Innocent Ukomba

Visionary, inChrist

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Can donor funding really fix African challenges, or should we empower African communities to address their own challenges?

Charity gives but does not really transform. For a very long time, donor assistance has been chanelled through to Africa and that really hasnt changed much. Could it be possible to birth a generation of people who are willing to be empowered with means of generating income that eventually get channeled back into communities for purposes of delivering renewal and transformation? How do we get communities to participate in the engineering of a promising future both for the continent and individual nations?

  • Jan 23 2013: Too much money were given to most African countries but unfortunately most African countries are awfully poor.l believe that Africa can survive or even thrive without a dime from the donors.Anyway most of money from donors are misused by the leaders.Africa needs something more powerful than money to help it become the best of the best.
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    Feb 5 2013: the greatest need in Africa is not donor funding because it has failed which means there must be something that Africa needs more than donor funding and my viewpoint is:Africa lacks practicality in the idea that it can't transform theory into practice we have degreed people but still can't transform knowledge into productivity,strategic generational projection in the idea that the problem didn't start today but it's something that accumulated over time however Africa being one of the most resourced continent i think this is where African problems are emanating from Africa has no power over the systems that governs them, the African systems are alluded to colonialism remember he who puts systems in place has the power to control Africa drove away colonial masters from a physical perspective but the colonial masters never loosed their mind why are the donors not teaching Africa to produce their own money i will allude also the African perpetuating problems to donors because they are promoting dependency syndrome i think what Africa needs is a drive towards a Spirit of ownership,belief in their own people,resources and begin to structure systems that work internally Africa needs to deal with corruption,leadership problems,superstitions and cruelty over it's people.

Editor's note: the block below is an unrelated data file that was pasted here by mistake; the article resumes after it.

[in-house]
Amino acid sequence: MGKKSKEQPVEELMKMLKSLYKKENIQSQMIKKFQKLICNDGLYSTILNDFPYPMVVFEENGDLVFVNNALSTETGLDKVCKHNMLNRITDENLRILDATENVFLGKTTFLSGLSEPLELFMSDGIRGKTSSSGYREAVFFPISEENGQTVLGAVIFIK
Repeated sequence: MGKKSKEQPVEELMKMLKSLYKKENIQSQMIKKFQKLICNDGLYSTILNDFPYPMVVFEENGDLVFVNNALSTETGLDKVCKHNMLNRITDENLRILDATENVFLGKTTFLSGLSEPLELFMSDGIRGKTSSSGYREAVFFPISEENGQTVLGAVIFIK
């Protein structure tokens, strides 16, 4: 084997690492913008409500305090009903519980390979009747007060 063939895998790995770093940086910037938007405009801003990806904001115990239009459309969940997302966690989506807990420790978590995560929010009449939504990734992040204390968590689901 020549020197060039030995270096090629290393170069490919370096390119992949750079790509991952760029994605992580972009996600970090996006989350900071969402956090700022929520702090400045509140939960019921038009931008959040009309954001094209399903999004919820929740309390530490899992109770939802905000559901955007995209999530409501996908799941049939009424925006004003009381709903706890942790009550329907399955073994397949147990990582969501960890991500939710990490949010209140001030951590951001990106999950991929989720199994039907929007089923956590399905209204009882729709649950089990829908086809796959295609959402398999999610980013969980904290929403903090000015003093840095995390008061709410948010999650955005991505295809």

• Feb 21 2013: Part of the problem is that Americans and people from other westernized nations have a habit of referring to Africa as one homogenized nation when this is far from the truth. Different nations in Africa experience different things, have different habits and respond to challenges and foreign aid differently. For example, foreign aid or assistance from an NGO might lead to greater corruption in Ethiopia but that same aid might also cause great change in Nigeria. For any sort of sustainable change to come about in any given African nation, there needs to be a change in mindset within that individual nation. Right now there is a tendency to forego dealings with governments based on the assumption that the majority of governments within African nations are inherently corrupt. While this might be the case, corrupt governments aren't something that should be avoided just because they can't be easily fixed. All problems are internal and no amount of foreign aid can help if these internal factors aren't fixed. It takes one person, one regime to corrupt a government and it takes the same amount of effort to fix a government. That being the case, westernized nations, IGOs, NGOs and whatever organizations that want to help need to approach the situation from a liberal standpoint based on cooperation. As in "we're here to help you with what you need, what exactly do you need?" rather than saying "this is what you need, do it this way or we won't help."
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      Feb 23 2013: Excellent thought. I endorse it.
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    Feb 2 2013: For the interest of anyone with a passionate commitment to understanding and addressing issues related to global poverty, edX, (the Coursera-like program of Massive Open Online Courses involving Harvard/MIT/Berkeley), is offering a course starting February 12 on addressing global poverty. [I have no affiliation with edX- I just know about it].

    The course is taught by two economists from the economics department at MIT.

    The course is free, like MOOCs are. For those who have not taken such a course, they involve online lectures, assigned reading, sometimes automated quizzes or assignments that are reviewed by others taking the class, typically a discussion board to interact with others taking the class, but no feedback or answers of questions from actual professional staff. No credit is offered toward a degree but one gets a certificate of completion for doing all the work at a level peers deem satisfactory.

    Courses run 6-10 weeks typically.
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    Feb 2 2013: Absolutely not! Donor funds, while appreciated, can only put a band-aid on the problem of Africa's systemic poverty. It is a question of mentalities when a strong, beautiful people lives on the richest continent on the face of the planet, yet are, by far, the poorest, too many of them with a corrupt, vicious mentality.

    Africans don't need to be given a fish. They don't even need to be "taught how to fish" although that will help. What our African brothers and sisters need is to be taught how to own the pond as well as how to maintain it once they own it. This is where proper education comes in.